# Probability of multiples

1. Jun 27, 2014

1. The problem statement, all variables and given/known data
An integer is chosen random from the first 100 positive integers. What is the probability that the integer is divisible by 6 or 8?

2. Relevant equations
NaN

3. The attempt at a solution
The answer is 24/100 if I ignore one of the Multiples of 6 AND 8,which occurs 4 times in 100
The answer is 28/100 if I include the numbers which occur twice

What is correct here?

Last edited: Jun 27, 2014
2. Jun 27, 2014

### HallsofIvy

Staff Emeritus
What do you mean by "ignore" and "count"? You certainly cannot "ignore" multiples of 24 (smallest number divisible by both 6 and 8) you just don't want to count them twice. 24/100 is correct. 6 divides into 100 16 times. 8 divides into 100 12 times. 24 divides into 100 4 times. There are 16+ 12- 4= 24 numbers less than 100 which are divisible by 6 or 8 or both.

3. Jun 27, 2014

Oh, thanks.
I have another question too.
The answer is 233168 according to them. But I think this is wrong.
This is the code which was used to get this answer:
Code (Text):
int result = 0;
for (int i = 1; i < 1000; i++) {
if (((i % 3) == 0) || ((i % 5) == 0)) {
result += i;
}
Obviously,if a number is a multiple of both 3 and 5, then we should add it to the result twice. However, this code does not do that. That means this is wrong.

1000/5=200. The question asks numbers below 1000, so it should be 200-5=195. $\to$195 multiples of 5 is below 1000.
1000/3=333.333... so 333 multiples of 3 is below 1000.

Then we should sum the arithmetic sequences of multiples of 3 and 5:
$$\frac{n}{2}(a+l)$$
$$\frac{333}{2}(3+999)+ \frac{195}{2}(5+995)=264333$$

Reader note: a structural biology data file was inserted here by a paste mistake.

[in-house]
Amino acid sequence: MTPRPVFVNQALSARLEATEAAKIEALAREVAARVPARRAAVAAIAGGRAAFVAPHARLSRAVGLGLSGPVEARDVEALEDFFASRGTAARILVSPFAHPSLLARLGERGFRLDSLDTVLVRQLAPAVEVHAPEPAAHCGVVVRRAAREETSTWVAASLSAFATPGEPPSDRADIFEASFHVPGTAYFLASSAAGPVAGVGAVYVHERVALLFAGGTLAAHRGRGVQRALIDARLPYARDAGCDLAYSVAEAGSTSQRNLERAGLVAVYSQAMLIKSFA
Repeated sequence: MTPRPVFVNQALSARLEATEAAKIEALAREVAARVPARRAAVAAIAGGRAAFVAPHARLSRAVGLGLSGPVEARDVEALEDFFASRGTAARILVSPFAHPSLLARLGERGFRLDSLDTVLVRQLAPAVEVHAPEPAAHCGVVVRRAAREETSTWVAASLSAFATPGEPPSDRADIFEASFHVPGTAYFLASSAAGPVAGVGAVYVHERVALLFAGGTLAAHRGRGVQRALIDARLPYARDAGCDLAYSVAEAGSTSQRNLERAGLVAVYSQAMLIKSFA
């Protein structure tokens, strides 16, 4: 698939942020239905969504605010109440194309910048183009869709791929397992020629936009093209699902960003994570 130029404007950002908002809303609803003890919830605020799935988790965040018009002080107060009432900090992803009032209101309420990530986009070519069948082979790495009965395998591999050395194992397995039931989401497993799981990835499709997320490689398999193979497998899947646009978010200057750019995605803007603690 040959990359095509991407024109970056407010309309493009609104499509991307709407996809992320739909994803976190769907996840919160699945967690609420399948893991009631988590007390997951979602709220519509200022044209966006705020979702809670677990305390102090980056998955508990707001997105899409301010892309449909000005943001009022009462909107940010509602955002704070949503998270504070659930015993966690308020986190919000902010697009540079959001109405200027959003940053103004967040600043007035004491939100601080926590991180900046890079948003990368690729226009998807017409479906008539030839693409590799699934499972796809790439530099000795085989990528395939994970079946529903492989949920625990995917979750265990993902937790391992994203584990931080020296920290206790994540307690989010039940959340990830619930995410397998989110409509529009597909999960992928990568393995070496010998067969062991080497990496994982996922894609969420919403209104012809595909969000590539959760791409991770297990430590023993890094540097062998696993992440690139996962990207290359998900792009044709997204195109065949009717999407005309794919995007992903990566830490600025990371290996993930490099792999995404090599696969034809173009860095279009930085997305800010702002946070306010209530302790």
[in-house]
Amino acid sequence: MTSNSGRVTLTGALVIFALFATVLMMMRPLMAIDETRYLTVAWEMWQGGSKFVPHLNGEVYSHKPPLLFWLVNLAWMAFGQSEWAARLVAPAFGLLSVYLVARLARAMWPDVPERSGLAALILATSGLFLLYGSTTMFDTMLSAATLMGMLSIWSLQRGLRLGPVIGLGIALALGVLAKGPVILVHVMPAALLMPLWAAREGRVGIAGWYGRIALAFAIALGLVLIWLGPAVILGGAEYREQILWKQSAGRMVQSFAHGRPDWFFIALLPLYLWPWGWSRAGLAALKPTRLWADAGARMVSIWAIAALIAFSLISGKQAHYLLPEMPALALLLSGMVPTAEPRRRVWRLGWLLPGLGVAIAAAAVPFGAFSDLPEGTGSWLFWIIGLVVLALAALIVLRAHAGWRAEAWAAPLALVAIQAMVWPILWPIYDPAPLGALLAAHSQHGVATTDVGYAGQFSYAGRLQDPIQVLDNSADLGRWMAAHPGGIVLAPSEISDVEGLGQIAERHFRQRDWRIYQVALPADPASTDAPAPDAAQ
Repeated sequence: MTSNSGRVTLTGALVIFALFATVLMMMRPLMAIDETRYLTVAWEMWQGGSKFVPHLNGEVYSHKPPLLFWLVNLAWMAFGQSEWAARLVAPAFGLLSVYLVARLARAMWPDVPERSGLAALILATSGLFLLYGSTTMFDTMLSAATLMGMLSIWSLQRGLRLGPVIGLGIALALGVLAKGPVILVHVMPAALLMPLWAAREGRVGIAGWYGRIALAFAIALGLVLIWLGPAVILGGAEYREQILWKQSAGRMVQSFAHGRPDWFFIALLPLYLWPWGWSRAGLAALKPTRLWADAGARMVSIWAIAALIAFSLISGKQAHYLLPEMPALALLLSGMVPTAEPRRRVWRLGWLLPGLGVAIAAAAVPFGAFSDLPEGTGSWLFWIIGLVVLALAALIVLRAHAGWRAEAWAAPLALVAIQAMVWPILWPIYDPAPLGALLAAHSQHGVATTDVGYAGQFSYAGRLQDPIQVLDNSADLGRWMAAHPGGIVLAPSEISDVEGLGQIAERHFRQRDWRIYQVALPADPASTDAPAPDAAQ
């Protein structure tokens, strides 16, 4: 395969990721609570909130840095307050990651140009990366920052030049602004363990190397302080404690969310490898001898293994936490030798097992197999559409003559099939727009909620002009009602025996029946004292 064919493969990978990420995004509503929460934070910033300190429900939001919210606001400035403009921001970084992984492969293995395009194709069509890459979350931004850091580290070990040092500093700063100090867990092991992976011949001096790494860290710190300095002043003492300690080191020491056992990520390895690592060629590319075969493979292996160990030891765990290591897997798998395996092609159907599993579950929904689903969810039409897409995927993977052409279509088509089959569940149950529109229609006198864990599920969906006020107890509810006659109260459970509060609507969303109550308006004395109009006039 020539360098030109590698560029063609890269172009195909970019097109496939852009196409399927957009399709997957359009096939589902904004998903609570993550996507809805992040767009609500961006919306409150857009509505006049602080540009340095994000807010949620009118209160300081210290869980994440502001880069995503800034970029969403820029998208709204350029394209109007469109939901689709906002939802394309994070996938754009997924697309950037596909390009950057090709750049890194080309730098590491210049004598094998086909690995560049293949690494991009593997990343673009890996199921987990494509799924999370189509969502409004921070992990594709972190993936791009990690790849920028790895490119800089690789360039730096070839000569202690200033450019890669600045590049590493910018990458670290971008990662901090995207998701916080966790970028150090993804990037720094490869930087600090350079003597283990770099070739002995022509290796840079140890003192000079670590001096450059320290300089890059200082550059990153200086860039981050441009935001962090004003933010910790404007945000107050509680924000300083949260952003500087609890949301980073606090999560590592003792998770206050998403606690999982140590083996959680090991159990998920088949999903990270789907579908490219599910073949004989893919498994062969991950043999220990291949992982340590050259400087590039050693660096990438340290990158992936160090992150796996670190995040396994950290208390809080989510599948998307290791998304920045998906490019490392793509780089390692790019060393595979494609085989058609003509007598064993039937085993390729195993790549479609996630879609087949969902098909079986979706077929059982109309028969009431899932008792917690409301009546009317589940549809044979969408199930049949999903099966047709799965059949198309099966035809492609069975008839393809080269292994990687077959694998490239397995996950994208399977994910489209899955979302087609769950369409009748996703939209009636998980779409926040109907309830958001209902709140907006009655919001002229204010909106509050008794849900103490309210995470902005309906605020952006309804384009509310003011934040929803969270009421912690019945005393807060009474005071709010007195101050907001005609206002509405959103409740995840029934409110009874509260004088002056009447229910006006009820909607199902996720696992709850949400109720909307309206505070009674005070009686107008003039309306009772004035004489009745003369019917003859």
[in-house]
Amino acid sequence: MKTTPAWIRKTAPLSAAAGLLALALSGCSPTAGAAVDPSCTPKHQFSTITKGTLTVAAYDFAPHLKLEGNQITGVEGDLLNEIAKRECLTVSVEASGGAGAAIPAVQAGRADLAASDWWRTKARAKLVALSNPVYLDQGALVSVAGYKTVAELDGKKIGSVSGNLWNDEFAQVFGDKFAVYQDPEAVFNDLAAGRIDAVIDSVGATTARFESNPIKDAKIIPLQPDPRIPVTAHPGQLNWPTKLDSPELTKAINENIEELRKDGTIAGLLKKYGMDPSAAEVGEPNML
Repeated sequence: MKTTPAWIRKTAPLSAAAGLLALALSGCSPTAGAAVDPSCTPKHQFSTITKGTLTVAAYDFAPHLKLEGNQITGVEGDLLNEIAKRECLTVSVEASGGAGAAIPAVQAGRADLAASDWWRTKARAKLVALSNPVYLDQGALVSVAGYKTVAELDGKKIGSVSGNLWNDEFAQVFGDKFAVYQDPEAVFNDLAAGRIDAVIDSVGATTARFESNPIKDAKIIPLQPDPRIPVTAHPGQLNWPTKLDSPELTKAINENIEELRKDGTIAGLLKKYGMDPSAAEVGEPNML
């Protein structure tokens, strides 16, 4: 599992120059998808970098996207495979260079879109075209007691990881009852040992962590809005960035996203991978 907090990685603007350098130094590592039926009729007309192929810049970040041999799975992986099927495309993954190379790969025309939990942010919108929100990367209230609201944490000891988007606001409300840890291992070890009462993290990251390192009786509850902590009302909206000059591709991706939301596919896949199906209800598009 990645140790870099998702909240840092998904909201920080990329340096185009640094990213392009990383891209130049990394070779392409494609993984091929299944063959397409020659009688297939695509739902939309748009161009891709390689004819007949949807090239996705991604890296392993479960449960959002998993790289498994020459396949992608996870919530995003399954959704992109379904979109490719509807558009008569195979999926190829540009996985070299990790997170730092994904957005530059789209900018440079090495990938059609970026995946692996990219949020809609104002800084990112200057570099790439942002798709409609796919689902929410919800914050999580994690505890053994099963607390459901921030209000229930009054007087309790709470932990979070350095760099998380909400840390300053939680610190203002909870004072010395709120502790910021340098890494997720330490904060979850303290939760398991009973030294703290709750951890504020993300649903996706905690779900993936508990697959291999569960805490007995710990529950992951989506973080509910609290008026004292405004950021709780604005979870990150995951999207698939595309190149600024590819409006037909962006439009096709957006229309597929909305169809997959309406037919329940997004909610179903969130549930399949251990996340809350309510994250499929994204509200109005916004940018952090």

The answer is $264333$
Who is right? Me or project euler?

4. Jun 27, 2014

### Saitama

If a number is a multiple of both 3 and 5, it gets added to the result twice. So you should subtract the numbers which are a multiple of $\text{lcm}(3,5)=15$ because those numbers will be added twice in the sum and you get an erroneous result.

$199$ multiples of $5$.
Replace $195$ with $199$ and remember to subtract the sum of numbers which are a multiple of $15$.

5. Jun 27, 2014

Oh, thanks for that 199.
I still do not understand. The question asks to Find the sum of all the multiples of 3 or 5 below 1000.
Why should we not add the multiples of 15 simply because it occurs twice?

6. Jun 27, 2014

### Saitama

When you add the multiples of 3, you also add the multiples of 15, right?

When you add the multiples of 5, you again add the multiples of 15. So now there are two instances of the same number getting added to the required sum. Do you see now?

7. Jun 27, 2014

Oh , I see that the "OR" in the question is an exclusive or. But how do we determine it from the question?

8. Jun 27, 2014

### Saitama

Isn't that obvious? We need to count the numbers which are either a multiple of 3 or 5. So if the question asked about the numbers less than 20, then the required set of numbers would be 3,5,6,9,10,12,15,18 instead of 3,5,6,9,10,12,15,15,18.

9. Jun 28, 2014

### haruspex

No, it's inclusive. If it were exclusive you would not count multiples of 15 at all. It is inclusive, so you count multiples of 15 once. In neither case would you count them twice.

10. Jun 28, 2014

Why? This is an example of inclusive or

This becomes true even if p and q comes twice.

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11. Jun 28, 2014

### Orodruin

Staff Emeritus
P or Q is 1 if P and Q is 1. You are treating it as if it was 2.

12. Jun 28, 2014

### Orodruin

Staff Emeritus
Well, in logic terms what you are doing is first summing over P=1 and then adding the sum over Q=1. This is not the same as summing over (P or Q). The sum over (P or Q) is exactly what is in the code in #3.

13. Jun 28, 2014